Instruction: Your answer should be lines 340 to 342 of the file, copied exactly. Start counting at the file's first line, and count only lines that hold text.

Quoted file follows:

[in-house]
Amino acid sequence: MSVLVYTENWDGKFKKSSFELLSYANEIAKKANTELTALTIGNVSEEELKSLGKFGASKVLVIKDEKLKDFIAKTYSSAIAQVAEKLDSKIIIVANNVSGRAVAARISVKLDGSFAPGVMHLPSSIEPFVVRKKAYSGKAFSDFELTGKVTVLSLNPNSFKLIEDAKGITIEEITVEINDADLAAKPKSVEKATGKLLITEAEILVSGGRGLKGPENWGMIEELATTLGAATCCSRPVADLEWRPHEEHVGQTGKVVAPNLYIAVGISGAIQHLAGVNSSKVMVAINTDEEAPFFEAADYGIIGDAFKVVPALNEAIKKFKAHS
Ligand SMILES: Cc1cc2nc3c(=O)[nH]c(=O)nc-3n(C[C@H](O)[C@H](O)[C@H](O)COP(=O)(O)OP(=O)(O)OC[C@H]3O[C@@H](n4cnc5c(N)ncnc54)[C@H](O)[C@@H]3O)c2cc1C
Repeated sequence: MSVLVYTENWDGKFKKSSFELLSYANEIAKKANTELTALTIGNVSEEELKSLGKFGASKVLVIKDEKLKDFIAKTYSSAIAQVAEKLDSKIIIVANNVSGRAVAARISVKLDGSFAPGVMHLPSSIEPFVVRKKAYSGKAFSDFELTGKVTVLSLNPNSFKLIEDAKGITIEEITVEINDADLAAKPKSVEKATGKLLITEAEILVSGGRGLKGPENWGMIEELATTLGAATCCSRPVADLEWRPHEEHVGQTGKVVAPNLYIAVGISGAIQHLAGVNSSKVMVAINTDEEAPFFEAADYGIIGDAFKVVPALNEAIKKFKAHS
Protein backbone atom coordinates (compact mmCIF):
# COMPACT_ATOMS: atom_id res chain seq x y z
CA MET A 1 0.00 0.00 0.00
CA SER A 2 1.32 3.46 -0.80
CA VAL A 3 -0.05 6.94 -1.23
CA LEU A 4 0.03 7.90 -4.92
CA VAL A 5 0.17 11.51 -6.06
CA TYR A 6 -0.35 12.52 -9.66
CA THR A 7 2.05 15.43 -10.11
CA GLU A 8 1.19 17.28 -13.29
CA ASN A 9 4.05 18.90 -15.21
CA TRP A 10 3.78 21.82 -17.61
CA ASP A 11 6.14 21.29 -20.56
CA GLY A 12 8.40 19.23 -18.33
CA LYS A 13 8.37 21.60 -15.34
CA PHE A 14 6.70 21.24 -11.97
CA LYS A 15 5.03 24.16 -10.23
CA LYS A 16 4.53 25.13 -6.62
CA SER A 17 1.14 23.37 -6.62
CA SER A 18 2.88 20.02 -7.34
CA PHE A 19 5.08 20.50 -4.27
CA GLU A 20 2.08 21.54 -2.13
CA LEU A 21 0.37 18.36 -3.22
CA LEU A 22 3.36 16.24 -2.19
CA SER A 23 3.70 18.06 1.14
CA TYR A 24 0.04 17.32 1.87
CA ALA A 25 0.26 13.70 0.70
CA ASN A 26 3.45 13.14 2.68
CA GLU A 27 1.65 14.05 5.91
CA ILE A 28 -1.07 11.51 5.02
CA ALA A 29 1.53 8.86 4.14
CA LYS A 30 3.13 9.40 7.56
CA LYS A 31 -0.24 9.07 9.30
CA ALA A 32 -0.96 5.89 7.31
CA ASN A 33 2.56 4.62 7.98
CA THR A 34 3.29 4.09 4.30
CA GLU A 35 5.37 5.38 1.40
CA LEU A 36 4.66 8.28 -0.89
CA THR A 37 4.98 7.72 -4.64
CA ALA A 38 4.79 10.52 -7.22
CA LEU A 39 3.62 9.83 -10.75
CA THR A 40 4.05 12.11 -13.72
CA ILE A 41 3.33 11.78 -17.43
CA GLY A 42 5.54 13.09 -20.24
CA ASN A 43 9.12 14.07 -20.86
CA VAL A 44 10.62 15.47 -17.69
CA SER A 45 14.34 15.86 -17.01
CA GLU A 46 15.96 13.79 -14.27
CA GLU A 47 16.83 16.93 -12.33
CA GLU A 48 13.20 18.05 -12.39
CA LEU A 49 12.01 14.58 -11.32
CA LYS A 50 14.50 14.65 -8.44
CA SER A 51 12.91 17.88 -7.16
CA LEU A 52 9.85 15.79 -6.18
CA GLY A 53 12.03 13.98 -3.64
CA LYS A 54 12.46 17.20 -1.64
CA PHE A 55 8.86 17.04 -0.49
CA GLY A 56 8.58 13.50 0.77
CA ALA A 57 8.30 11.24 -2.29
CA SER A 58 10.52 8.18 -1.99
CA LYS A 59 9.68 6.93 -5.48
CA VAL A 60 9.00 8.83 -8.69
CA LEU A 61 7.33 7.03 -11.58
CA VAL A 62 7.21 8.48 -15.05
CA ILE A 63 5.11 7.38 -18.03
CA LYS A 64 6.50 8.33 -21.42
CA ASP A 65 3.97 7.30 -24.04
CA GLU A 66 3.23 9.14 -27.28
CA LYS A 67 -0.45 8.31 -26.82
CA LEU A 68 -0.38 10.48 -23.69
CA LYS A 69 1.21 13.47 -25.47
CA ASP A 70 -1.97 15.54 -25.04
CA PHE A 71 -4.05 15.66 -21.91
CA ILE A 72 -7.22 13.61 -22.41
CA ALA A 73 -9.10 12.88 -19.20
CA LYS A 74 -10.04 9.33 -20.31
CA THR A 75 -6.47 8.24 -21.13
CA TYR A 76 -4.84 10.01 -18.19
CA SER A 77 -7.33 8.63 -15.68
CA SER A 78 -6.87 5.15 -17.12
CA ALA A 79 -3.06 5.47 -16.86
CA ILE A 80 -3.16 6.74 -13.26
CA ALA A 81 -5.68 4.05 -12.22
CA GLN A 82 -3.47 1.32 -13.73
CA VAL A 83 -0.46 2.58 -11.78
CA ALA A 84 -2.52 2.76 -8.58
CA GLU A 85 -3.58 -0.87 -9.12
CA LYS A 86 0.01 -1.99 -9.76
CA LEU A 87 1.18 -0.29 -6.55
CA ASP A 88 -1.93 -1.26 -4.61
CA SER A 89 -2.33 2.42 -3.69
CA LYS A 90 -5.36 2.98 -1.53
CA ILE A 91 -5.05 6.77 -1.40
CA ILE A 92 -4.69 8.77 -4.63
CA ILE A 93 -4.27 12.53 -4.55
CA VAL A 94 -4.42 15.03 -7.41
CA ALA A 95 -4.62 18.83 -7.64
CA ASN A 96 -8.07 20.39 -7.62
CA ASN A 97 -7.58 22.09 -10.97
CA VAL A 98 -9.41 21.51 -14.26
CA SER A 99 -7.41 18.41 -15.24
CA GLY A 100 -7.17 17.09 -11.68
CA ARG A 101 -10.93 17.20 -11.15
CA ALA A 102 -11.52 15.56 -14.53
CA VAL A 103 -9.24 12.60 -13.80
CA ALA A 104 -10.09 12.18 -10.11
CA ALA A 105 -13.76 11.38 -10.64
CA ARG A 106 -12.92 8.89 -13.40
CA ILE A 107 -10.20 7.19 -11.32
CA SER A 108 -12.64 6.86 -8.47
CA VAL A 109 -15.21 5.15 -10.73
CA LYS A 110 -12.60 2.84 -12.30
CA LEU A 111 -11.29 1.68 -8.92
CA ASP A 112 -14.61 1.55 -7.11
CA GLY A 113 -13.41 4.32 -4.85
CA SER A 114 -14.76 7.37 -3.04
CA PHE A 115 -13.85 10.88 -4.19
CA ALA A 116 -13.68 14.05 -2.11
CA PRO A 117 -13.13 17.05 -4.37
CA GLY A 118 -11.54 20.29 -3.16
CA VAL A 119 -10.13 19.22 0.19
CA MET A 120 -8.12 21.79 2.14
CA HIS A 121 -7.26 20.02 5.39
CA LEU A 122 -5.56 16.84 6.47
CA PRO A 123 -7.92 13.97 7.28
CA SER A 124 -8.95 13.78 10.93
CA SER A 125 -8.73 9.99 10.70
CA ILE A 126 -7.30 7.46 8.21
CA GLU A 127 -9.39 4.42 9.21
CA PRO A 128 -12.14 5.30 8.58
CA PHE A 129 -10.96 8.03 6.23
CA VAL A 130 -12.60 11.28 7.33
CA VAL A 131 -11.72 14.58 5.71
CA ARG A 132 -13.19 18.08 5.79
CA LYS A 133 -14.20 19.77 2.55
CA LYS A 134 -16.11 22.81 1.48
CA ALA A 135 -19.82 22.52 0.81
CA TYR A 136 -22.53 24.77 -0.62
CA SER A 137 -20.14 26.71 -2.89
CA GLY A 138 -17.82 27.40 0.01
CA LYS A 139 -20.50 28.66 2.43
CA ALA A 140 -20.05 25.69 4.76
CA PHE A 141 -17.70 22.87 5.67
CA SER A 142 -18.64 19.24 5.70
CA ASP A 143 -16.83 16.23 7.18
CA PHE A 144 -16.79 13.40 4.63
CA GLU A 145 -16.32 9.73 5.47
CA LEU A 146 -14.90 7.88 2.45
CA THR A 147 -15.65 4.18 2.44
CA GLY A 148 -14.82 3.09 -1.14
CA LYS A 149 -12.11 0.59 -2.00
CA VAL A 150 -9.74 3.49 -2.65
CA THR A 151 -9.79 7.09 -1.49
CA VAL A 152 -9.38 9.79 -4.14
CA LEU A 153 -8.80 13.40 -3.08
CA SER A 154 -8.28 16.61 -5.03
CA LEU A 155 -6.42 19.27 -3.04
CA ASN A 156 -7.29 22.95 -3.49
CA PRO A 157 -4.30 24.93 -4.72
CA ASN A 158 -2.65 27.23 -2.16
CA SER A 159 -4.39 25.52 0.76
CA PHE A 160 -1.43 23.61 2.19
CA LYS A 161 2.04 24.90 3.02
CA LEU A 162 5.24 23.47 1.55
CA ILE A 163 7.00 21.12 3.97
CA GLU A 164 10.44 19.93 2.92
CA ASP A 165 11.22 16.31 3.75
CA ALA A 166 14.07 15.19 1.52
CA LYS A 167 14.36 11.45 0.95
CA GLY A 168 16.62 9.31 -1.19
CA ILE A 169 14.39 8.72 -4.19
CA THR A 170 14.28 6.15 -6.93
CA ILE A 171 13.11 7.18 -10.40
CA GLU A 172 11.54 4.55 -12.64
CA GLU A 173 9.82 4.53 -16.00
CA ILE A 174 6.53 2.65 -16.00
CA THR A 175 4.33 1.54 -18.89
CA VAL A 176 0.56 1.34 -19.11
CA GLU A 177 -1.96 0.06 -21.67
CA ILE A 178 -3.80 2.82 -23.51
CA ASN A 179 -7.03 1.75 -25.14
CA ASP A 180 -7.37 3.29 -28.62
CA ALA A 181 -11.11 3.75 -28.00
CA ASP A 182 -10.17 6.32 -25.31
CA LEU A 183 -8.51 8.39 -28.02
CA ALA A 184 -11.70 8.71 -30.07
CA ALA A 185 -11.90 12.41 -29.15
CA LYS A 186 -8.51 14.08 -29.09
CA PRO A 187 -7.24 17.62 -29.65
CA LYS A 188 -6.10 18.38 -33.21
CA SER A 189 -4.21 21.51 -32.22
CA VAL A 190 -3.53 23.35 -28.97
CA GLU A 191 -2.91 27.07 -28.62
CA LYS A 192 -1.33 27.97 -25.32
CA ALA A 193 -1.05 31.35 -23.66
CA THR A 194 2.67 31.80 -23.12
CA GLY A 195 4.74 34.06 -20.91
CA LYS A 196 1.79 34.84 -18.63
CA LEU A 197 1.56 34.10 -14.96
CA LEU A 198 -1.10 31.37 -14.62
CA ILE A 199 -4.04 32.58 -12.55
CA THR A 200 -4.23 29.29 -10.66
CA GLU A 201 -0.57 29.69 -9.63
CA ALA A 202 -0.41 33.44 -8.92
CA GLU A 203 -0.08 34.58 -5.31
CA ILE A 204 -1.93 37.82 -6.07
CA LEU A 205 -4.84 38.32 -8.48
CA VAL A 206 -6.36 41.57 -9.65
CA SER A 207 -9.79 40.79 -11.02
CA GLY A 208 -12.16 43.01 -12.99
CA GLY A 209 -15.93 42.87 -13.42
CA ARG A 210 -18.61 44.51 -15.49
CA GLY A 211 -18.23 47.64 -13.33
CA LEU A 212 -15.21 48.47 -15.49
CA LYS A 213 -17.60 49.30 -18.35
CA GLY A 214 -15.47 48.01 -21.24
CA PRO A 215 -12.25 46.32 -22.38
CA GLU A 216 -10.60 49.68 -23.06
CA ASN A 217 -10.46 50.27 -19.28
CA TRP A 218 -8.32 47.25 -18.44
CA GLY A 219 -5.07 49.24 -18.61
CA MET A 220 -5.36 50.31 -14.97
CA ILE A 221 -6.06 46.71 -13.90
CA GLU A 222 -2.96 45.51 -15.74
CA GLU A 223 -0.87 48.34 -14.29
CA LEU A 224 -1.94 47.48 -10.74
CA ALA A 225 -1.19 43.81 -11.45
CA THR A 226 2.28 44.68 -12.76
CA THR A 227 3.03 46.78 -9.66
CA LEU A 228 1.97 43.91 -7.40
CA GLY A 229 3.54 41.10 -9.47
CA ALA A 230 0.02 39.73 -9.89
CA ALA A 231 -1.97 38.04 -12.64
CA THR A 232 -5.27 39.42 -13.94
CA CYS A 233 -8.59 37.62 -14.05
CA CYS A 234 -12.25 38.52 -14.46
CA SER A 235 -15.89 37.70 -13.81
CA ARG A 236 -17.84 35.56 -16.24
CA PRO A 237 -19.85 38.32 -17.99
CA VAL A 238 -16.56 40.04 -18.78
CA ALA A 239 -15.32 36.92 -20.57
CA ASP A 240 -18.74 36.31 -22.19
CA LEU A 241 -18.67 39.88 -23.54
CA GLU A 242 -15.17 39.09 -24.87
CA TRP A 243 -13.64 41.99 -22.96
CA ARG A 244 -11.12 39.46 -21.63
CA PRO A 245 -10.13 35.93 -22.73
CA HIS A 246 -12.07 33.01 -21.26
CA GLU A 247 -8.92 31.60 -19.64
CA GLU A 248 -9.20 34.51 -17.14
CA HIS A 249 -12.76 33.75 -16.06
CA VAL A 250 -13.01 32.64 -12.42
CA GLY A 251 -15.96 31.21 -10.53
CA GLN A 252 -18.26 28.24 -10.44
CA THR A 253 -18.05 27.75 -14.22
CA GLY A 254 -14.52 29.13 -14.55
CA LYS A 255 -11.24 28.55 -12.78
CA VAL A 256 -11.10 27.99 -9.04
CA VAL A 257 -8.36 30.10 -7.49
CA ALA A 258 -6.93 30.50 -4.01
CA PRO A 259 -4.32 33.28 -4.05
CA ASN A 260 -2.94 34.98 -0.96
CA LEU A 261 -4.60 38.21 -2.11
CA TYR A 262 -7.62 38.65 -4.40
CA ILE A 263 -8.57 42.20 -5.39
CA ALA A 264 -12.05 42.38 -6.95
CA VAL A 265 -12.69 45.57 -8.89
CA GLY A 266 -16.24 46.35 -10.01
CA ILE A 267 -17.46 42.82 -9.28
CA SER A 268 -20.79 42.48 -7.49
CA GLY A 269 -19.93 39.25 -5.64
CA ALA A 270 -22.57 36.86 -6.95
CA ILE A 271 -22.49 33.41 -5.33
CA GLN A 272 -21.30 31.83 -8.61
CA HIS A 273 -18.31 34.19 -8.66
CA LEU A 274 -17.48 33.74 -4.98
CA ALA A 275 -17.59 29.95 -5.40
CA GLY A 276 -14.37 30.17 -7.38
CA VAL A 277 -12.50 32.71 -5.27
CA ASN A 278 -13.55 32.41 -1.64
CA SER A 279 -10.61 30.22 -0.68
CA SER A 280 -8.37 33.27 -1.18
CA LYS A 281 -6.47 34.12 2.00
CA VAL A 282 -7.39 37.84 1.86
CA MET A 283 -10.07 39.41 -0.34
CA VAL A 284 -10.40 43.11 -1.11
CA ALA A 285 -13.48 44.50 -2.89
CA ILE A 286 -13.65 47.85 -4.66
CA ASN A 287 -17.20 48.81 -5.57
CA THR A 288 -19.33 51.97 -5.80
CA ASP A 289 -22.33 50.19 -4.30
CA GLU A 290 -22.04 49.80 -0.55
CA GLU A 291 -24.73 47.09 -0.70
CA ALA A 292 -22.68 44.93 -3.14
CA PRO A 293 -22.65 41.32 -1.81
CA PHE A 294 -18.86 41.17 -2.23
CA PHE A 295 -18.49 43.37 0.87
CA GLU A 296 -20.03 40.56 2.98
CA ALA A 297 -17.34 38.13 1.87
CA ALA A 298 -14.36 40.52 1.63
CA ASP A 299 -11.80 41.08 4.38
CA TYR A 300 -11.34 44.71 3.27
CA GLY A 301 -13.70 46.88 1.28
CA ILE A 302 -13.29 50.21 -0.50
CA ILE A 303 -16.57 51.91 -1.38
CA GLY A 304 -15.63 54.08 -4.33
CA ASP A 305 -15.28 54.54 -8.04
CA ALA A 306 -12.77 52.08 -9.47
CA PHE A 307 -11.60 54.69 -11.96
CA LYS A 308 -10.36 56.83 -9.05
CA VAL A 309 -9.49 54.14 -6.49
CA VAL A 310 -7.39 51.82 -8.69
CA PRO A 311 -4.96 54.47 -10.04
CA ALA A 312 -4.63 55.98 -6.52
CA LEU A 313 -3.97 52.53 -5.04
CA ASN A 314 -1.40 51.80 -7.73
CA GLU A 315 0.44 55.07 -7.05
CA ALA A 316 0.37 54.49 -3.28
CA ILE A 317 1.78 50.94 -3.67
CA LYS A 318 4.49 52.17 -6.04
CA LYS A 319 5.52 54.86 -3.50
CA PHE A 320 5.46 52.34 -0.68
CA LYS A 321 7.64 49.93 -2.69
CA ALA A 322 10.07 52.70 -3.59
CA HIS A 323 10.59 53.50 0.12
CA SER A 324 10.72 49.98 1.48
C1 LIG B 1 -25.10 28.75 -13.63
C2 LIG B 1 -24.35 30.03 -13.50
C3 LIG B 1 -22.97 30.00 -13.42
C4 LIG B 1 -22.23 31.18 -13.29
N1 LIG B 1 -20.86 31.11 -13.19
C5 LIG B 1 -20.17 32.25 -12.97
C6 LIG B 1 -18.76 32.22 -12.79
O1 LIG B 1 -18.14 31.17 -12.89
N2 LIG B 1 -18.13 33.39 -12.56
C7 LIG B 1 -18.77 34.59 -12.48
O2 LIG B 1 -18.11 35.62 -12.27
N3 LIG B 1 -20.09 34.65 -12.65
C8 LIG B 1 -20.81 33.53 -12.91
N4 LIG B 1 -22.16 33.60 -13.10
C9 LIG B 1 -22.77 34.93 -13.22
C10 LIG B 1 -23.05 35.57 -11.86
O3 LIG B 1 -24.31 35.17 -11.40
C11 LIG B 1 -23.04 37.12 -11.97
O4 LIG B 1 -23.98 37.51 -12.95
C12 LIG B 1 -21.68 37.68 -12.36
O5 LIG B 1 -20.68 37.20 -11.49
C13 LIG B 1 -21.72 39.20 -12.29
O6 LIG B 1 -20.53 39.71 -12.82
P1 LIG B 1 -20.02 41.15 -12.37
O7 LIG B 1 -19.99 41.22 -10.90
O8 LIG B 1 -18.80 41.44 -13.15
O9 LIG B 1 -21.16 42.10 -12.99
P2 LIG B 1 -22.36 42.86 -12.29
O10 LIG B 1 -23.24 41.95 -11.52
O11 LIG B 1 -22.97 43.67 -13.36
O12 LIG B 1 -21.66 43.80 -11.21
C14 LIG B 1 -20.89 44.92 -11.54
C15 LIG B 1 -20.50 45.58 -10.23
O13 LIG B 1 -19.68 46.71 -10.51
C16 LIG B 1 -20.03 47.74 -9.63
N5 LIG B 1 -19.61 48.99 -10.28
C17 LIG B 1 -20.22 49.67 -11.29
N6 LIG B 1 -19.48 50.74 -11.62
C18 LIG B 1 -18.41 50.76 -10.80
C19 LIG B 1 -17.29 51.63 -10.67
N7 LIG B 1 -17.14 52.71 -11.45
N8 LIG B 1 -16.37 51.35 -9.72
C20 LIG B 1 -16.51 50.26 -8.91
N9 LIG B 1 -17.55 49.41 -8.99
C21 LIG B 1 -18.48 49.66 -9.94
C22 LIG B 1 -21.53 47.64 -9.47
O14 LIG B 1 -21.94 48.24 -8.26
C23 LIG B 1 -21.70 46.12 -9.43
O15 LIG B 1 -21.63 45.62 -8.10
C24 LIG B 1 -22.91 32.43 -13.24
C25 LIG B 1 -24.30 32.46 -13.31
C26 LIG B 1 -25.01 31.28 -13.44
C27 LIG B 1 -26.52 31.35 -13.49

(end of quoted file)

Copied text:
C7 LIG B 1 -18.77 34.59 -12.48
O2 LIG B 1 -18.11 35.62 -12.27
N3 LIG B 1 -20.09 34.65 -12.65